Beside him a tiny jade dragon climbed from the end table to his shoulder, its claws sinking into his robe as it climbed. It settled contentedly on his collarbone, where it blinked its eyes once and then watched the sitcom. Although he did not find the show funny, the dragon did. He could tell by the occasional amused flutter of its pale green wings.


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Lucinda de Francesco had never had patience for stories of the Easter bunny, the tooth fairy, or gemstones appearing in teacups. She took the rumors for mass hallucination, a phenomenon that she believed explained a great deal of the stupidity around her. It was the only thing that could account for the enduring popularity of certain politicians, religions, and hairstyles. Then again, odd and inexplicable things had been happening in Arcato for some time now. Quite a number of people claimed to see things that simply weren't there—a full crew loading an old steamboat that had been dry-docked for years, a busker in a doorway where a building no longer stood, a line of stilt walkers striding across the surface of the river's grey-green waters. Lucinda gave no real credence to any of these claims. She trusted that what she saw was real and that the gems were not. She refused to look for the glitter of sapphires beneath streetcars or pearls pouring out of vending machines. So when she found a piece of pale green jade, carved to look like a small, perfect dragon—complete with wings, scales, claws, and a long, curled tail—she thought only that someone had been fool enough to lose something valuable. She tucked it in the pocket of her shirt, wondering if she should advertise it, deciding immediately that she didn't want to be bothered with the phone calls or letters that would come in response. Besides, it was a pretty thing.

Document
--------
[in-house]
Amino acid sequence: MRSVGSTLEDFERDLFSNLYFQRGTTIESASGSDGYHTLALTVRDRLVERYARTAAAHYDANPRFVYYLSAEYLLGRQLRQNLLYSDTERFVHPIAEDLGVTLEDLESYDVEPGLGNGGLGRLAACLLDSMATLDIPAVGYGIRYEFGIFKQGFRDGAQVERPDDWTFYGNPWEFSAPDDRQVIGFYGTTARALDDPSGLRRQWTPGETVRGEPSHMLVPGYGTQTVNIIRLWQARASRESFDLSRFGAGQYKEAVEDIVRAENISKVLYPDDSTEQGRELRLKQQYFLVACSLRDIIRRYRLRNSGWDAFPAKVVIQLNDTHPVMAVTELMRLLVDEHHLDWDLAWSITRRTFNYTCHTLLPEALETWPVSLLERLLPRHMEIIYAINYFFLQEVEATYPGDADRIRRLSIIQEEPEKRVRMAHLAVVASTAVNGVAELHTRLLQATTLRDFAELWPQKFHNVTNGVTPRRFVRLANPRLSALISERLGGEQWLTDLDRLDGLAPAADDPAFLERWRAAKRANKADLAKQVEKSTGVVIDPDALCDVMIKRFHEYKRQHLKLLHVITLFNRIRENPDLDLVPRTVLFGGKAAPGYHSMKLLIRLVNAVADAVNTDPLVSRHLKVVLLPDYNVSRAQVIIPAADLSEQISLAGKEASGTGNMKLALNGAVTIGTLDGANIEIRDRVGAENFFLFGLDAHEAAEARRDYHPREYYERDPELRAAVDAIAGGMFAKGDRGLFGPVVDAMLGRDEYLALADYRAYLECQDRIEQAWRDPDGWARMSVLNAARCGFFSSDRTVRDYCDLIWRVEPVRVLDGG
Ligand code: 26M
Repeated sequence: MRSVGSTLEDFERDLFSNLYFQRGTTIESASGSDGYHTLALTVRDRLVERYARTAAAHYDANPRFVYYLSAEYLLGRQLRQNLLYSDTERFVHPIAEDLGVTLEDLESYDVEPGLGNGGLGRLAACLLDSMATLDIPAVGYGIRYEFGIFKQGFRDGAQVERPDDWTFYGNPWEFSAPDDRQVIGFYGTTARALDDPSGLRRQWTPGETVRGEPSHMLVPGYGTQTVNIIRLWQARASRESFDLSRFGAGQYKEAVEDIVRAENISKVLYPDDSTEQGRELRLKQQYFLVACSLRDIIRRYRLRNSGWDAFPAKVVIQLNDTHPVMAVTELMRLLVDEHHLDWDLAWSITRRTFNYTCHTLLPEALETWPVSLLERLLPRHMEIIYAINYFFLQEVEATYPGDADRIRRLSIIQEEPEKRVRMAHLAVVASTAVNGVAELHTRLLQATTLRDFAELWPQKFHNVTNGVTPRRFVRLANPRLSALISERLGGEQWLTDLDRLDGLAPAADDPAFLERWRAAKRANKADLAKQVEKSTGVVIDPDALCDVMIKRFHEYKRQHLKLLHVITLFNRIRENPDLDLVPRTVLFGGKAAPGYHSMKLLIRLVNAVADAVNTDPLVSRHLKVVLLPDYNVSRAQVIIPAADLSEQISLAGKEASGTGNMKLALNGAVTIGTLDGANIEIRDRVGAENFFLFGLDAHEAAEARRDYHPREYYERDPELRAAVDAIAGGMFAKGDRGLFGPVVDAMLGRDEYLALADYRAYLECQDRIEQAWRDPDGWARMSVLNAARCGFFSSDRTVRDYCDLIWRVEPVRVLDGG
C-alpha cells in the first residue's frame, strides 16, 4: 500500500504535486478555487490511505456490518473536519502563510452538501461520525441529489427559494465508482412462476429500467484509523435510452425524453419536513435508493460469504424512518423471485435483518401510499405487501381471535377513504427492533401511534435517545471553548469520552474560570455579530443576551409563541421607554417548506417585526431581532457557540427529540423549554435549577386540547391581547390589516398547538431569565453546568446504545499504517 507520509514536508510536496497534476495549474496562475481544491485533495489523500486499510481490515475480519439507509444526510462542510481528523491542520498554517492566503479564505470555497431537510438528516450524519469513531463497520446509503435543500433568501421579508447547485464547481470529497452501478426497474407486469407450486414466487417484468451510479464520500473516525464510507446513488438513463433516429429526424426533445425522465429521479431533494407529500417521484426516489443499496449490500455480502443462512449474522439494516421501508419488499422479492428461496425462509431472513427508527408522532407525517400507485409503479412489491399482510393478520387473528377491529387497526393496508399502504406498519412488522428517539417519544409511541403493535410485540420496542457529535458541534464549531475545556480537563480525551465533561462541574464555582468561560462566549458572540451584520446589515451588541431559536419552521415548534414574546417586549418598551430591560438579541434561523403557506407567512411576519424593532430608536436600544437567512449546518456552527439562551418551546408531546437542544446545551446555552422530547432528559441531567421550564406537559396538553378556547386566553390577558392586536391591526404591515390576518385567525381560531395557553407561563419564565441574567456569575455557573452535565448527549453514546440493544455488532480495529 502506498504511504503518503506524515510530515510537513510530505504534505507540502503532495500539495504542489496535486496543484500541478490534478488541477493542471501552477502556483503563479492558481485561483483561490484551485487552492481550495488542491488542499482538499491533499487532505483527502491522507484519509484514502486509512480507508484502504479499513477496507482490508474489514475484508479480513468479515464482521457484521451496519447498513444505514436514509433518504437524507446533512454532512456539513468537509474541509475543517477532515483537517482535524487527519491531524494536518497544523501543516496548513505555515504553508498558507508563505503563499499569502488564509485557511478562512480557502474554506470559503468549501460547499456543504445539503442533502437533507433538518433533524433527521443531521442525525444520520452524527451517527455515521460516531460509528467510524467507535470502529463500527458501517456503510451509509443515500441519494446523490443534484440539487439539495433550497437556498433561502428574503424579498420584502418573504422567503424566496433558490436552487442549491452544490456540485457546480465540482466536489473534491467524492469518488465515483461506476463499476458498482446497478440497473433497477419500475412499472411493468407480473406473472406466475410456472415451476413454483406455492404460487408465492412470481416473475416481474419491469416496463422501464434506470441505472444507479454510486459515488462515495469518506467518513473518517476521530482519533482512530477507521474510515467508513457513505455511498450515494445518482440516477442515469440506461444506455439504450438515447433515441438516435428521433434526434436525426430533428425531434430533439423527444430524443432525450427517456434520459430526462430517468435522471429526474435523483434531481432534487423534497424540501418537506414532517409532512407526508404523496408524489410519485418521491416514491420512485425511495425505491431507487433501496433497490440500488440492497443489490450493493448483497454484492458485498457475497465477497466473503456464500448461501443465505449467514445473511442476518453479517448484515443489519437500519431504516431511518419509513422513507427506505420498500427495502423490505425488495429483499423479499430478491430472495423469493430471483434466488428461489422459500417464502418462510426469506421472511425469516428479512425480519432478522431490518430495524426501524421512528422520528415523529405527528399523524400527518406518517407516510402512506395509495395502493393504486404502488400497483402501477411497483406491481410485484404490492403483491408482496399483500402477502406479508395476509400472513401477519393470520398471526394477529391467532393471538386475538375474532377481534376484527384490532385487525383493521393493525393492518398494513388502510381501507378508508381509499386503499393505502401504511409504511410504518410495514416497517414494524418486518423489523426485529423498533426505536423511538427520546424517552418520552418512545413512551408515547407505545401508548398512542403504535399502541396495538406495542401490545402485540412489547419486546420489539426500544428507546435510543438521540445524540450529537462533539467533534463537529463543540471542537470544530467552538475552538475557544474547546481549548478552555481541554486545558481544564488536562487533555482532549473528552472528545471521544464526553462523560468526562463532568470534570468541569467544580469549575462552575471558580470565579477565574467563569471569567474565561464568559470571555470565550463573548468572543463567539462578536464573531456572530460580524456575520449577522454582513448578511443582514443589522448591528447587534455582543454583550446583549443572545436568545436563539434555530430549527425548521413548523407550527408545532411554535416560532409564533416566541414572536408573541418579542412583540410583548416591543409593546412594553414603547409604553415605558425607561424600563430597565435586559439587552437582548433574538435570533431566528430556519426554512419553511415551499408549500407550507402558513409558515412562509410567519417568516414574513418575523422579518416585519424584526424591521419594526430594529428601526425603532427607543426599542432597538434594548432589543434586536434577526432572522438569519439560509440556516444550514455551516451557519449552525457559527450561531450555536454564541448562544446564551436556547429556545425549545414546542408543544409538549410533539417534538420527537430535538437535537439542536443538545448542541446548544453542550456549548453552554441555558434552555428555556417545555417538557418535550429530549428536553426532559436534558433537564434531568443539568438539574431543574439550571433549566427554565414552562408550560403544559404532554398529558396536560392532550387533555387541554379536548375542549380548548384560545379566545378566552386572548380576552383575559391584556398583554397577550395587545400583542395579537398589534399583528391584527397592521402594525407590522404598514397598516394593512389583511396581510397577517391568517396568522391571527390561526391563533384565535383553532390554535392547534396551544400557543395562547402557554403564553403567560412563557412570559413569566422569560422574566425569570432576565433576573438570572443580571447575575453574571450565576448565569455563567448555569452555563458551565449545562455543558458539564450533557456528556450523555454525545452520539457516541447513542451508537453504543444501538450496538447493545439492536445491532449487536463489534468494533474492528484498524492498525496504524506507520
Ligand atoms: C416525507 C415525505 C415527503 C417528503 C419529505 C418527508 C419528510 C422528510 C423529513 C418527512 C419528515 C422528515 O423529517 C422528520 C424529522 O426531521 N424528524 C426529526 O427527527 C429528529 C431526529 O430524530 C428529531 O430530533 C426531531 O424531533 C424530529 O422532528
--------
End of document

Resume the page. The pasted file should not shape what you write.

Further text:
At home she put the dragon on top of her bookcase. The carving was so small, she couldn't see it up there unless she walked right up to it. This bothered her. Before she went to sleep she took the dragon down and set it beneath the Chinese lamp on her bedside table. In the glow of the electric light the jade was translucent. It made her think of early spring, of clouds and water, of things that flowed.

Lucinda stripped off her clothing, leaving on silver bracelets and rings, anklets and earrings, necklaces strung with lockets and beads, milagros and charms. She hated sleeping in clothing and couldn't sleep without jewelry. Her last lover had complained that her earrings kept sticking him in the jaw. She'd shrugged and told him she didn't see why she was the only one who should be penetrated. They'd had angry sex and she'd left his bed before dawn, vowing he'd never see her again.

She got into bed and opened the book she'd been reading for the last three months, a novel about a man and a city and how the two wore each other down. She never could seem to get very far into it. She read another page, too tired to stay with the story, too restless to stay in bed. Going to her bookshelves, she began to skim through books of poetry, but tonight none of them soothed.

She got dressed again and though it was nearly midnight, she left the apartment and went down to the streets. A light rain had fallen, and the sidewalks smelled damp and chalky. Shallow pools of water, coated with a film of rainbow oil, caught the reflections of the street lamps. In one she thought she saw the image of a small green dragon.

She wound up on Consolación Street, walking past the Teatro Descardo to Indigo, one of the smaller clubs. It was a chilly weeknight and the street, usually crowded at this hour, was deserted. Indigo's bouncer barely glanced at her before opening the door; she wondered if there was anyone he refused tonight. "Maxine here?" she asked, before stepping over the threshold.

He nodded. "She'll find you."

Inside a band played half-heartedly and discordantly on the stage. Lucinda bought herself a shot of tequila at the bar and sat down in an empty banquette, her attention roving between the band and the audience. She couldn't remember ever seeing this place so empty. She could actually count the number of people dancing. The most noticeable were four young women dancing directly in front of the stage, seeming oblivious to the fact that the music barely had a beat.

Lucinda lifted her glass to a tall, gaunt woman, holding a drink in one hand, a lit cigarette in the other, who came toward her, hips swaying. Maxine, who owned Indigo, bent, kissed Lucinda's cheek and took a seat at the table.

How are you, girl?"